Investigating volcanic and glacial processes using microseismicity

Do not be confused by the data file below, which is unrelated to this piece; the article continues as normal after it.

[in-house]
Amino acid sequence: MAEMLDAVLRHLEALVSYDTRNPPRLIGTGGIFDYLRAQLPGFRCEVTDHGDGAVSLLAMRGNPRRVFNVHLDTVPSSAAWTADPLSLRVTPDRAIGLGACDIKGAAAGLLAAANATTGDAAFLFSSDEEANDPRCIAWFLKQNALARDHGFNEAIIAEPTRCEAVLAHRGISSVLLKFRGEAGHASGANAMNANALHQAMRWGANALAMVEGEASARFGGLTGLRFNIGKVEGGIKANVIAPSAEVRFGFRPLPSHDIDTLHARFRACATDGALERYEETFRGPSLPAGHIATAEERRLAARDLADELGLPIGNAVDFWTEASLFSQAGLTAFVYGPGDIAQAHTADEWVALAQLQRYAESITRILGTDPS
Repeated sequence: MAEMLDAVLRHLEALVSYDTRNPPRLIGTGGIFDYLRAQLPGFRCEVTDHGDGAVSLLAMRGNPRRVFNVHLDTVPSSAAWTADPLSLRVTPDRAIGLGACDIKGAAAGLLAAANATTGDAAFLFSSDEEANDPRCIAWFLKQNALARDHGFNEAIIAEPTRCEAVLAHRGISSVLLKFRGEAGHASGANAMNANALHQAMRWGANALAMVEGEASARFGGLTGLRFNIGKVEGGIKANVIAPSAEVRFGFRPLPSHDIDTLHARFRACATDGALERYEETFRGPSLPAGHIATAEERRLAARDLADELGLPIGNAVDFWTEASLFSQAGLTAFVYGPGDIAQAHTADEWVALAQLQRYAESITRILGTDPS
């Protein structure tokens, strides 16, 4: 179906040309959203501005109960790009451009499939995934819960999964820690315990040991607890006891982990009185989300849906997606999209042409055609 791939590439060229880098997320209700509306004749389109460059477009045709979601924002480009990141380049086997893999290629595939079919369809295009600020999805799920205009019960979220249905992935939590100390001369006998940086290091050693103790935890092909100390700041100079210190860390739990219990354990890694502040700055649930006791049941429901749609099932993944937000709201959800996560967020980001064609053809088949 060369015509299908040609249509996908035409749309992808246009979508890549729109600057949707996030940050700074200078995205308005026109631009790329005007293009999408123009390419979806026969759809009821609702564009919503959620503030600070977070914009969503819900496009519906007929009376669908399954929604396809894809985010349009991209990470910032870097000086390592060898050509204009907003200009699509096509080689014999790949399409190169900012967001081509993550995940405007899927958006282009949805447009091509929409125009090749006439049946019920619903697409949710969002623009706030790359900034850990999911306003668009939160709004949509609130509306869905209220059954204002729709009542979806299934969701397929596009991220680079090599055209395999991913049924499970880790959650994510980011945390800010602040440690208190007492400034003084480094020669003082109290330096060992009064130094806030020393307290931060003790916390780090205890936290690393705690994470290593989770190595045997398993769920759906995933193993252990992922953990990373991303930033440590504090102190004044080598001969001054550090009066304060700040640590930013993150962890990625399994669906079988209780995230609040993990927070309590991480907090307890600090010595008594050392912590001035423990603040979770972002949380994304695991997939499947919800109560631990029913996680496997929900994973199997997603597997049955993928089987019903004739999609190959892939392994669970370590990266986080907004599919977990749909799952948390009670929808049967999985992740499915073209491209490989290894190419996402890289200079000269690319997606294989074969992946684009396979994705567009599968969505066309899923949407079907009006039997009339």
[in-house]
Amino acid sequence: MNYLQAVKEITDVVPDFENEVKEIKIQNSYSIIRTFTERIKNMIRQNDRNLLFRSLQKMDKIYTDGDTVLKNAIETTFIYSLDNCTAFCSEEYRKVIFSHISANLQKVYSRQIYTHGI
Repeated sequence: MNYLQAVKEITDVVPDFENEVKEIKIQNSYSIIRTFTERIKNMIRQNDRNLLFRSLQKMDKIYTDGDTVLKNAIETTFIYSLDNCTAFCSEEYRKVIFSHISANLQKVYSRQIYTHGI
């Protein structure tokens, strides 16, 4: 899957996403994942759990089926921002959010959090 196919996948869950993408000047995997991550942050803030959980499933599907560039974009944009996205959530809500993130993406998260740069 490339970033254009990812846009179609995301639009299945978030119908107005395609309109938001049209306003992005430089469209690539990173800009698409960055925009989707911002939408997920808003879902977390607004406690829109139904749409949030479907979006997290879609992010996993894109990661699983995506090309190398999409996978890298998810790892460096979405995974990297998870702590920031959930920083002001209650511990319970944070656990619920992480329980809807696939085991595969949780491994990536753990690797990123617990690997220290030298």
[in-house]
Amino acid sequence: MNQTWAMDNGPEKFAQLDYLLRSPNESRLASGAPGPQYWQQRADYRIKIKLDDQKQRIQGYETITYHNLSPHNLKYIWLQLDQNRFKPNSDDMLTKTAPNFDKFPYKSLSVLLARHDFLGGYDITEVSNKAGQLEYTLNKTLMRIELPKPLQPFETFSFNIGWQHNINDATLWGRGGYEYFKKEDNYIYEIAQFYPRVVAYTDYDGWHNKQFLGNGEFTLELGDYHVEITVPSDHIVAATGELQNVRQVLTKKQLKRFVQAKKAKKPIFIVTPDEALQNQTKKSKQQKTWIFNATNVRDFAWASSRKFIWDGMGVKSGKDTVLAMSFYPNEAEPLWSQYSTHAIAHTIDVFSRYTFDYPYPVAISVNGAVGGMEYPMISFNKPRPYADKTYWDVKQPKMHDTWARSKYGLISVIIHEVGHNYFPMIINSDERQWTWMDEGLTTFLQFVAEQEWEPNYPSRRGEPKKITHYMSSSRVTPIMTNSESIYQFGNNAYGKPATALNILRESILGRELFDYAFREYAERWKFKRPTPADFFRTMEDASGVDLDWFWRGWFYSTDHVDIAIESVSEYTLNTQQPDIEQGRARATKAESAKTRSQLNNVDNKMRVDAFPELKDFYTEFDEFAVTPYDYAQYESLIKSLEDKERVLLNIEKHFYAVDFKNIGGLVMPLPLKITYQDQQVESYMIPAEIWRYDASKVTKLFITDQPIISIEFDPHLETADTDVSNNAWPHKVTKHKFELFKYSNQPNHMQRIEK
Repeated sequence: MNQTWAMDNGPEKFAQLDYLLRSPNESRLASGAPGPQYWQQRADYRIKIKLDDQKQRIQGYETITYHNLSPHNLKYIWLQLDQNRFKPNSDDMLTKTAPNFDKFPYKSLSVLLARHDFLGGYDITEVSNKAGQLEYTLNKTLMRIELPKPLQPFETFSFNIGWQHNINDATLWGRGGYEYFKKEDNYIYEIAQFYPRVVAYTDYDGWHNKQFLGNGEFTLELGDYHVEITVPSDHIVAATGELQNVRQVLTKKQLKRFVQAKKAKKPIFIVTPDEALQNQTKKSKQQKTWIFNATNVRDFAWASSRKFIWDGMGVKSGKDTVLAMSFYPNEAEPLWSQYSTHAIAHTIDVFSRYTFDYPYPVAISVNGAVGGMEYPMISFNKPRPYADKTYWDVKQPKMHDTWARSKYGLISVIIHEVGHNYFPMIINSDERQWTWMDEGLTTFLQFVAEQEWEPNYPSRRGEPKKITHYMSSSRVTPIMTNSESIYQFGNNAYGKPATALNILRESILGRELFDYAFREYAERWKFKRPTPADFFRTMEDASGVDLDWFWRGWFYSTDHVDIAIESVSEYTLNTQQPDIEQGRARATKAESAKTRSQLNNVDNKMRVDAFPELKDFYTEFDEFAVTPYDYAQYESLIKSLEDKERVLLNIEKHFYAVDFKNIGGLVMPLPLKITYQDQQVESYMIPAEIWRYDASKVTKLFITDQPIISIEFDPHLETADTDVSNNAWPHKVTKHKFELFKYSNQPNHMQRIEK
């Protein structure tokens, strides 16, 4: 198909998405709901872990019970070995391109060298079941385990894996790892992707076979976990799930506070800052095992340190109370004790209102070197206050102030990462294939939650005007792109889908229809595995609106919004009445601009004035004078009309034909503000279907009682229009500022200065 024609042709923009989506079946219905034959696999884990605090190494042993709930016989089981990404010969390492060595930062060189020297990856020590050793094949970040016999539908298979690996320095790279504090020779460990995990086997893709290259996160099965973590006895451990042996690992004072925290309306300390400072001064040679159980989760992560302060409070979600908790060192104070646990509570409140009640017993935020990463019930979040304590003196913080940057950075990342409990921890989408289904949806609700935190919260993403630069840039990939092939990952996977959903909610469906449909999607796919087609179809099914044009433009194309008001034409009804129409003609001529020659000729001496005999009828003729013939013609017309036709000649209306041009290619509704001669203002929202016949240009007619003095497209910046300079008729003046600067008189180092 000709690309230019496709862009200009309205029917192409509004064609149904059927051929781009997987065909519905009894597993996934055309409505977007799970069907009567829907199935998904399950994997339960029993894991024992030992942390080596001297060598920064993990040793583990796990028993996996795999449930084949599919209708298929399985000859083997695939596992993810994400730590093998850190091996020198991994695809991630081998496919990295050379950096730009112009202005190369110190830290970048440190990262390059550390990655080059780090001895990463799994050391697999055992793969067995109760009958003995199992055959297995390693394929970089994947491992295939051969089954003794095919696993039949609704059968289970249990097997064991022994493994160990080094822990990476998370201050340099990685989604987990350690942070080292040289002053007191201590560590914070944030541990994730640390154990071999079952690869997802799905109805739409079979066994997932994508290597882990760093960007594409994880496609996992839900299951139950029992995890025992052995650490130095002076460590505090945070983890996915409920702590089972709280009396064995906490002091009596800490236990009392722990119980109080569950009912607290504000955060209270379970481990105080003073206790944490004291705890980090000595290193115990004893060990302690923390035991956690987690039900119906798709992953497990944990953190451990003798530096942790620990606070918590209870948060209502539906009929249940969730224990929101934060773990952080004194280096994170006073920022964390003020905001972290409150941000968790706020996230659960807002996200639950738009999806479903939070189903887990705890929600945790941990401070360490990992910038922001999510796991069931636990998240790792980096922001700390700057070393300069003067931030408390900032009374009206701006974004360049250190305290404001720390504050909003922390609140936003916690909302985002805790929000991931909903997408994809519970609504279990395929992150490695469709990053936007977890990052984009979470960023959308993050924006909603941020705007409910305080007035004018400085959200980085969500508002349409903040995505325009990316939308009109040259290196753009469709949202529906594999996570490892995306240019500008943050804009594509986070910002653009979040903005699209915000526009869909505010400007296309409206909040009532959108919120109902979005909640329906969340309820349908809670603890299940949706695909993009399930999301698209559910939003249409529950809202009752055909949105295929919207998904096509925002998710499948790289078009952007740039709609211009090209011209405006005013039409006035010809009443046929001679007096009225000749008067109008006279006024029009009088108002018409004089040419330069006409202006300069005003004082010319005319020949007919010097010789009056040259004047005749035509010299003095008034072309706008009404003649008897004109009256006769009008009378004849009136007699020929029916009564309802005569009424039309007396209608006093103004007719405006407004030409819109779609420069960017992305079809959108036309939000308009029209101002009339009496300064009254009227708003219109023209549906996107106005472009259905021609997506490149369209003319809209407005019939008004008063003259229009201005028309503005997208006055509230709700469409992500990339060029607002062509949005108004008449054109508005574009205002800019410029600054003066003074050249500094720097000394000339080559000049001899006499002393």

Volcanoes and glaciers can both pose a significant threat to life and property. Volcanoes can erupt suddenly, without warning, causing injury, death and damage to property. Glaciers generally present a hazard over longer timescales, melting or sliding into the oceans and contributing to sea-level rise. The movement of melt at volcanoes, and ice at and near the Earth′s poles, can be investigated using microseismicity, emitted when these fluids and bodies release kinetic energy as they move. I use this microseismicity to study: melt moving from the deep crust and feeding Bardarbunga volcano, Iceland, before and after an eruption; icequakes at the bed of glaciers and ice sheets to study and constrain the physics of glacial sliding; and surface icequakes caused by crevassing, to see whether or not the crevasses observed are induced by hydrofracture. I use a combination of seismic observations and simple physical models to investigate these fundamental geophysical processes. Understanding the magmatic plumbing of a volcano is important for attempting to improve eruption forecasting. I analyse microseismicity before and after the Bardarbunga volcanic eruption, the largest eruption in Iceland in 230 years, to study possible pathways of melt from the deep crust to the shallow melt storage region. The seismicity and earthquake source mechanisms suggest that melt travels along a pathway that is approximately vertical, and laterally offset from the main shallow melt storage region by 12 km. However, it is also likely that an aseismic melt feed exists directly under Bardarbunga that we do not observe. These observations imply that volcanoes can be fed from depth, with lateral offsets of 10s kms, and that it is not adequate to monitor such volcanoes using seismicity alone. One critical process for constraining sea-level rise projections is glacial sliding. I describe how to detect and locate icequakes that originate at the bed of glaciers, which can be used to study glacial sliding. I analyse icequake source mechanisms for several glacial settings, comprising a range of spatial scales, in an attempt to unify the theory of stick-slip icequake failure, what it can tell us about glacial slip, and how such icequakes can be used to provide the first remotely measured values of bed shear modulus. The method used to remotely measure bed shear modulus will help constrain ice dynamics models and inform future passive cryoseismology studies of the Earth′s ice sheets. Another poorly understood process is surface crevassing. Again, I analyse the source mechanisms of surface crevassing icequakes and show that they are tensile cracks, opening in the shallow subsurface. I present a novel method of obtaining depth estimates for these crevasse icequakes. Deriving crevasse depth is important since crevasse depth is usually limited by the stress distribution within the ice column, unless they are filled with water that can allow deeper propagation via hydrofracture. This mechanism is a possible pathway of meltwater propagating from surface to bed, lubricating the bed and exacerbating the movement of ice into the ocean. The same mechanism is also important for understanding how ice shelves, such as the Larson B ice shelf, break up, releasing onshore ice to flow unperturbed into the ocean. Such observations of crevasse fracture are therefore of great relevance for understanding key instabilities that could contribute to future sea-level changes. My results help inform our understanding of the aforementioned processes, which are critical for forecasting volcanic eruptions better, and informing and constraining ice dynamics models used for sea-level rise projections.
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